Born in


Death date


Featured work

Epilogue on Nun danket and Ballerma (1994)


Performed at the semifinal rounds, Organ category, of the OSM Manulife Competition, the week of November 22 to 26, 2016

Raymond Daveluy est l’un des organistes québécois les plus salués. D’abord élève de son père, l’organiste Lucien Daveluy, il a étudié la théorie musicale auprès du réputé professeur Gabriel Cusson (1939-1946), et l’orgue auprès de Conrad Letendre (1942-1948).

La carrière de Raymond Daveluy est ponctuée tant par ses engagements à titre d’organiste que par sa pratique de la composition. Musicien salué à plusieurs reprises, il reçoit le Prix d’Europe en 1948, que lui décerne l’Académie de musique du Québec. En 1960, il devient le premier titulaire du grand orgue Beckerath de l’Oratoire Saint-Joseph de Montréal, position qu’il conserve jusqu’en 2002. Raymond Daveluy a aussi été décoré à diverses reprises, tant au Canada qu’à l’étranger. Il a été fait membre de l’Ordre du Canada en 1980 et il a reçu le titre de Fellow Honoris Causa du Collège royal canadien des organistes en 1993. En 1995, il a fondé les Mélodistes indépendants auprès de Rachel Laurin, Anne Lauber et Alain Payette, un groupe de compositeurs cherchant à écrire une musique à la fois moderne et accessible.

Raymond Daveluy was one of the most acclaimed of Québec organists. First a student of his father’s, the organist Lucien Daveluy, he later studied music theory with the distinguished teacher Gabriel Cusson (1939-1946), and organ with Conrad Letendre (1942-1948).

Raymond Daveluy’s career was marked both by his engagements as an organist and his composition practice. A musician commended on many occasions, he received the Prix d’Europe in 1948, bestowed on him by the Académie de musique du Québec. In 1960 he became the first titular organist of the large Beckerath organ at Saint Joseph’s Oratory in Montréal, a position he held until 2002. Raymond Daveluy was also decorated on a number of occasions, both in Canada and abroad. He was made a Member of the Order of Canada in 1980 and received the title of Fellow Honoris Causa of the Royal Canadian College of Organists in 1993. In 1995 he founded the Mélodistes indépendants with Rachel Laurin, Anne Lauber and Alain Payette, a group of composers seeking to write music that was both modern and accessible.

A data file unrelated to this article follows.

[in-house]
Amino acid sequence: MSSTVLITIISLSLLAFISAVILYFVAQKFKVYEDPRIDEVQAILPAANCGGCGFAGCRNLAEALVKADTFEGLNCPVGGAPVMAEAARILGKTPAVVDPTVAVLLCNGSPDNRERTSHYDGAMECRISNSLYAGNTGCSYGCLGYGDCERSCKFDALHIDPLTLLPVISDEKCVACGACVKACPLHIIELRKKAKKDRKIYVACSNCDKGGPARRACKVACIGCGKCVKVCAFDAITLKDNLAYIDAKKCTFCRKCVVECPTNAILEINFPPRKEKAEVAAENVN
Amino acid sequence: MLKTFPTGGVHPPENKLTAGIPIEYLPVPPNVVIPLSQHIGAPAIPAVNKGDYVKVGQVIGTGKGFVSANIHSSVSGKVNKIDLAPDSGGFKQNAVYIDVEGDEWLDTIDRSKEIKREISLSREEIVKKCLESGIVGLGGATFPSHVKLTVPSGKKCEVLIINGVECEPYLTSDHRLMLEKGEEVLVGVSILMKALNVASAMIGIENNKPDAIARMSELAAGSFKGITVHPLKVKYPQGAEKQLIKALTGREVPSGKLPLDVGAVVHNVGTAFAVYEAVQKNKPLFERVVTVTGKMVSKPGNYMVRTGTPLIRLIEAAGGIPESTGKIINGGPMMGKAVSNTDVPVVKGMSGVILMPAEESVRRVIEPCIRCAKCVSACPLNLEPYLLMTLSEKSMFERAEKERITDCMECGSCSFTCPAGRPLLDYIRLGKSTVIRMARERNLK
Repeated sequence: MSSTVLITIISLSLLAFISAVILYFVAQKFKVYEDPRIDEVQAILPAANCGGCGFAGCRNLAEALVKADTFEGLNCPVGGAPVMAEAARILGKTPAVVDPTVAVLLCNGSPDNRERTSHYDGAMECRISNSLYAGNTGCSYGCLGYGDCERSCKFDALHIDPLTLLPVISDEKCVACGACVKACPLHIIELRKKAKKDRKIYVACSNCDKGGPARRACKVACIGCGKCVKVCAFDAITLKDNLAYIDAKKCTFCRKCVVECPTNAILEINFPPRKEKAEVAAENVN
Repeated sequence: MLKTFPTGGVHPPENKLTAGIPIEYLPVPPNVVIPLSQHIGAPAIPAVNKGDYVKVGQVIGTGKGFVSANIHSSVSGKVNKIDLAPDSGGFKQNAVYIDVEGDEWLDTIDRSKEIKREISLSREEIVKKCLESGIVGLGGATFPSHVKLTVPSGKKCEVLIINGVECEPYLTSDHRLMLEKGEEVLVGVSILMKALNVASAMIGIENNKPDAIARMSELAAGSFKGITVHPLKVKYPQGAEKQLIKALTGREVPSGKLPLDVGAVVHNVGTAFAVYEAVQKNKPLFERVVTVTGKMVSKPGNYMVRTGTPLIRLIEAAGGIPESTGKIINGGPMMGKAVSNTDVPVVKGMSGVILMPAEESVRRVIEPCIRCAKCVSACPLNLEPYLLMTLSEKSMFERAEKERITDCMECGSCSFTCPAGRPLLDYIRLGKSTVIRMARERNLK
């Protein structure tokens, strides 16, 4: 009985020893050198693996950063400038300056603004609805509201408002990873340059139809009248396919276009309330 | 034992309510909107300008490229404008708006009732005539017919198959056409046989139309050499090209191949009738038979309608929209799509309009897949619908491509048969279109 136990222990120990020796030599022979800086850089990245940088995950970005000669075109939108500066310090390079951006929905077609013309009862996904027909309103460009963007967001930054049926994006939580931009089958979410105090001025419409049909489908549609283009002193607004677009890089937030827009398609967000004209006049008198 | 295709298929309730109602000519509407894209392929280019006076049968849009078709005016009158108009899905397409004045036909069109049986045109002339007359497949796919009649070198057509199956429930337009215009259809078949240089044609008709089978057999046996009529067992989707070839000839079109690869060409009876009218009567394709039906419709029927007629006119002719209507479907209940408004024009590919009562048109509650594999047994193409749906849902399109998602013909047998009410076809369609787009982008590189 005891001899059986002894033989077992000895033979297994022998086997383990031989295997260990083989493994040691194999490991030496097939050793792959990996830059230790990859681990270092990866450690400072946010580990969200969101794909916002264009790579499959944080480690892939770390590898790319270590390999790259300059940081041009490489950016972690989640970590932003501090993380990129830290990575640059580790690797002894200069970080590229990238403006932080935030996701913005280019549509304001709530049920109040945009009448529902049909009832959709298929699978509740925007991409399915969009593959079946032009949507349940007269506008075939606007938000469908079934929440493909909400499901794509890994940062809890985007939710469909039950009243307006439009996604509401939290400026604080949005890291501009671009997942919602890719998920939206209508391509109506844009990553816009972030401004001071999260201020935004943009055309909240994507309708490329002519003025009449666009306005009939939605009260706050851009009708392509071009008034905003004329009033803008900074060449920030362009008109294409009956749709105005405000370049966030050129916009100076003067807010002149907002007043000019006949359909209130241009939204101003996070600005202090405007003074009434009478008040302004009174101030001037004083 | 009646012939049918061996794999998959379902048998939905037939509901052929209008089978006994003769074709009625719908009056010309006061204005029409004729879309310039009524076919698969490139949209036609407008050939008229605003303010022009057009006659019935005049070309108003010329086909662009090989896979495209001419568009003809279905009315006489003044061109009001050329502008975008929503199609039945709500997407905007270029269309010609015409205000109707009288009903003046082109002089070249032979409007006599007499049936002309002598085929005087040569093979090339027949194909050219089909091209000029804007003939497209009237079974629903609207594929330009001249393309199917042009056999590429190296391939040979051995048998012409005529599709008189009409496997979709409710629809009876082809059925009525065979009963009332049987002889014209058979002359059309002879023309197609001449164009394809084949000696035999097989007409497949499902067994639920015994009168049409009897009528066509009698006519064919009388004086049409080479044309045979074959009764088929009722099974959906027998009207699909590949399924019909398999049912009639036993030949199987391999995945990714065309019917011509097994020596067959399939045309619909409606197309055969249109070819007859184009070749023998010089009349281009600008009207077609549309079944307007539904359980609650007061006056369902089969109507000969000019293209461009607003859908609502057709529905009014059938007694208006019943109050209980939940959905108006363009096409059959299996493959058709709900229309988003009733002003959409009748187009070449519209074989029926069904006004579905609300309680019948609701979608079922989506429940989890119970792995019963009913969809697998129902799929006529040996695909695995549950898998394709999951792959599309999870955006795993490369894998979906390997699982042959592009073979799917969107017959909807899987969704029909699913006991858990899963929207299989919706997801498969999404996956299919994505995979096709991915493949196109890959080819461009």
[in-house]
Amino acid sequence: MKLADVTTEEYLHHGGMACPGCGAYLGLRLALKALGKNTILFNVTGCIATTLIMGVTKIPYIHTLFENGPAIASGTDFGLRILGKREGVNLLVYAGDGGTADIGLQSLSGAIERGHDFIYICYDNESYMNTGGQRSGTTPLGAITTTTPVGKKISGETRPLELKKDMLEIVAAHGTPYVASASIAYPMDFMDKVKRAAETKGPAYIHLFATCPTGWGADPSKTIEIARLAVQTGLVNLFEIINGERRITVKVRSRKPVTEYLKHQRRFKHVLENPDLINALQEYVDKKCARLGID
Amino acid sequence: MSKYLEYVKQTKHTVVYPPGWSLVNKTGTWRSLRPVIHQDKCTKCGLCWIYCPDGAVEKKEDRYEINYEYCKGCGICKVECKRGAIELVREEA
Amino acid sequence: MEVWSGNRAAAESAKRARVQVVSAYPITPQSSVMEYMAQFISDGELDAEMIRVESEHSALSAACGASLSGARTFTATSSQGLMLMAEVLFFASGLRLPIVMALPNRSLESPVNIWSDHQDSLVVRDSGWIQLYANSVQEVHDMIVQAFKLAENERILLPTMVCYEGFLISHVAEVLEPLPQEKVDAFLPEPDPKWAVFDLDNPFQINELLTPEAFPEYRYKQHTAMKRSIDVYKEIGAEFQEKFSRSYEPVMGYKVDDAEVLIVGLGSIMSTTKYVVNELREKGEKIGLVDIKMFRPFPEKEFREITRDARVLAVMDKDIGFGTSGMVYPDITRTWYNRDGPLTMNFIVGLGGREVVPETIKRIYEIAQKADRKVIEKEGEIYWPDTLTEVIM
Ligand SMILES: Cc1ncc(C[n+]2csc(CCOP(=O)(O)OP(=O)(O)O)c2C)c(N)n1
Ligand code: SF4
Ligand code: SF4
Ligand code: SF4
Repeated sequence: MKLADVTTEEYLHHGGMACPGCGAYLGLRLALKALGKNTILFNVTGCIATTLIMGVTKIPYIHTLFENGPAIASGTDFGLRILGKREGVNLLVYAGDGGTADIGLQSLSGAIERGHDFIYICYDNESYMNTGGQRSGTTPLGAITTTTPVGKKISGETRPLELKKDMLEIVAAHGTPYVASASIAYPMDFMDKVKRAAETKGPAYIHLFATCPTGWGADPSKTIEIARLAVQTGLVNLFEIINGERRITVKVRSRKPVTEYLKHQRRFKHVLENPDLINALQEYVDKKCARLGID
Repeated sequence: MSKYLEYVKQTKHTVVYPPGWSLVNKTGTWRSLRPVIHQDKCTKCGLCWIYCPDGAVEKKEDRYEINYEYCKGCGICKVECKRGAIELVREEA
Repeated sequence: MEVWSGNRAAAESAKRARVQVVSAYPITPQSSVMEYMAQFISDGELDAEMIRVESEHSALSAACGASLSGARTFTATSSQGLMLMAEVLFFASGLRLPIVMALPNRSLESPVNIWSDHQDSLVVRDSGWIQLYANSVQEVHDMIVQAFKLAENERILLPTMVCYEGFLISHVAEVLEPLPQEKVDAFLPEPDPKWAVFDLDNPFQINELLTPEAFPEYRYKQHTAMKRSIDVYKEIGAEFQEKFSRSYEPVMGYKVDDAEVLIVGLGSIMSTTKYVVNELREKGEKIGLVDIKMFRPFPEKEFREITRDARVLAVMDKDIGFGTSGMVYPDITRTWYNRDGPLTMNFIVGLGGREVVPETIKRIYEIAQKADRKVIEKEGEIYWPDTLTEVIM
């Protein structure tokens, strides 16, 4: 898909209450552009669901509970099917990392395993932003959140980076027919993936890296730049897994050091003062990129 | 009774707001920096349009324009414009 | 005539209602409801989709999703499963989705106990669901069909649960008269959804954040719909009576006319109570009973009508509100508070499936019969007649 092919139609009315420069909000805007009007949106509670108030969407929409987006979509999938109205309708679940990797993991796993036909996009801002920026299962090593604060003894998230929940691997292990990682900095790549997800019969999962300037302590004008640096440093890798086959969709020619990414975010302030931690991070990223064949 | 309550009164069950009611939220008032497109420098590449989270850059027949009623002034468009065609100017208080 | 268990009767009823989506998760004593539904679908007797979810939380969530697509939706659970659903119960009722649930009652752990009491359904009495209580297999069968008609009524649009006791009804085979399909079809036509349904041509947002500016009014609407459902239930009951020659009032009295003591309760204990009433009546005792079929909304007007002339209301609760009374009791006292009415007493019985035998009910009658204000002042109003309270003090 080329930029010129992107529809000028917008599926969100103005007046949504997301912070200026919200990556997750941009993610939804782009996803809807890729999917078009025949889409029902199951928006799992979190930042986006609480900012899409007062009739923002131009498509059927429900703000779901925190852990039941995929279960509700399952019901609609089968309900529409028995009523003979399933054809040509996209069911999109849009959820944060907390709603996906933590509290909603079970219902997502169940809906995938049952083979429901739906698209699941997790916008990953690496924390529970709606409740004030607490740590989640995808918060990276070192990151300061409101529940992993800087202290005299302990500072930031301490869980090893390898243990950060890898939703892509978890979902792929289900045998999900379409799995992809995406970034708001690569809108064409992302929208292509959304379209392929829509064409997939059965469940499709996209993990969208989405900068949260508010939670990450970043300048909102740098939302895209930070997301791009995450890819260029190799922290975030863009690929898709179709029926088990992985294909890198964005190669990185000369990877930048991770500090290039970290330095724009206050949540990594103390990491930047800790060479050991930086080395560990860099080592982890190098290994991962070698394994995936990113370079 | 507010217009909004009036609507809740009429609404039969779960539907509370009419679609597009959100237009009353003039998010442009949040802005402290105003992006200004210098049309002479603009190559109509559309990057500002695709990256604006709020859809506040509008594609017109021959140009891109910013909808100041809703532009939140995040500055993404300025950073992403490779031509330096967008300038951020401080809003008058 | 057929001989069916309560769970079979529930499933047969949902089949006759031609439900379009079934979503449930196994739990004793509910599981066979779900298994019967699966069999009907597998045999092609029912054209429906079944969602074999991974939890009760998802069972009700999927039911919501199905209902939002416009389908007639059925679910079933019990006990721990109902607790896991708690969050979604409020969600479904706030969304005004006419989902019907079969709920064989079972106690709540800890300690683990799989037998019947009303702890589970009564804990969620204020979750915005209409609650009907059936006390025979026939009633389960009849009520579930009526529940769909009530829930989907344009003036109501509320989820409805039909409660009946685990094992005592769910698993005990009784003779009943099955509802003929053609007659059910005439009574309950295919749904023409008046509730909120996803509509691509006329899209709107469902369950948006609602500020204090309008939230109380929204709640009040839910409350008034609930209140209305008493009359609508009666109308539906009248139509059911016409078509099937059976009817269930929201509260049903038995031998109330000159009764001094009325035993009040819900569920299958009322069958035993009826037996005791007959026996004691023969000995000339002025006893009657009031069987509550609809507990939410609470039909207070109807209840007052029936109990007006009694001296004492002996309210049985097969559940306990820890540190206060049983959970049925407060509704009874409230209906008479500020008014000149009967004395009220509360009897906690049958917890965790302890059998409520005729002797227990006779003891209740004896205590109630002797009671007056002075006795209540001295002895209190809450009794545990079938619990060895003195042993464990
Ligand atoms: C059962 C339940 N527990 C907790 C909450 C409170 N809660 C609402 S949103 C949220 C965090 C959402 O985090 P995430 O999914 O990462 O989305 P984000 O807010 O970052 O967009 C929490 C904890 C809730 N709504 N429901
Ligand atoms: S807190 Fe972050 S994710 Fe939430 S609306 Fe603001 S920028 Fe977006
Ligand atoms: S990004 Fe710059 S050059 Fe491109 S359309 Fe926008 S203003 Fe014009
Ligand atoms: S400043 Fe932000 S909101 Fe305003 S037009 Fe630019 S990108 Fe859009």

Raymond Daveluy’s qualities as an improviser and organist have been acknowledged time and again, and the music he composed bears the mark of numerous years of experience as a performer. The majority of the pieces he wrote are intended for organ and fall naturally into the tradition of works for that instrument: easily recognizable are the dialogues among the multiple voices (counterpoint), the practice of which dates back to the baroque period. The grand-scale and the intimate rub shoulders, and the many associations of tone colors made possible by the instrument are effectively exploited. Finally, the simplicity of rhythms and harmony also contribute to positioning the composer in the lineage of tonal music.

Epilogue on Nun danket and Ballerma was composed in September 1994 and is dedicated to Jeffrey Jubenville, who performed the premiere at a service marking the 150th anniversary of the Erskine and American Church in Montréal (1994).


Watch this archives document showing Raymond Daveluy in 1961 as he presents the brand new organ at Saint Joseph’s Oratory, where he was titular organist until 2002.


– Raymond Daveluy – The Five Sonatas for Organ, Riche Lieu, 1996. (RIC2-9991)

– Organ Recital: Bach, Liszt, Frank, Widor, Gigout – Raymond Daveluy, Audiorama, 1979. (MS 33103)


CARON, Sylvain, et Raymond Daveluy. “Entrevue avec l’organiste-compositeur Raymond Daveluy,” Mixtures, Vol. 5, November 1996.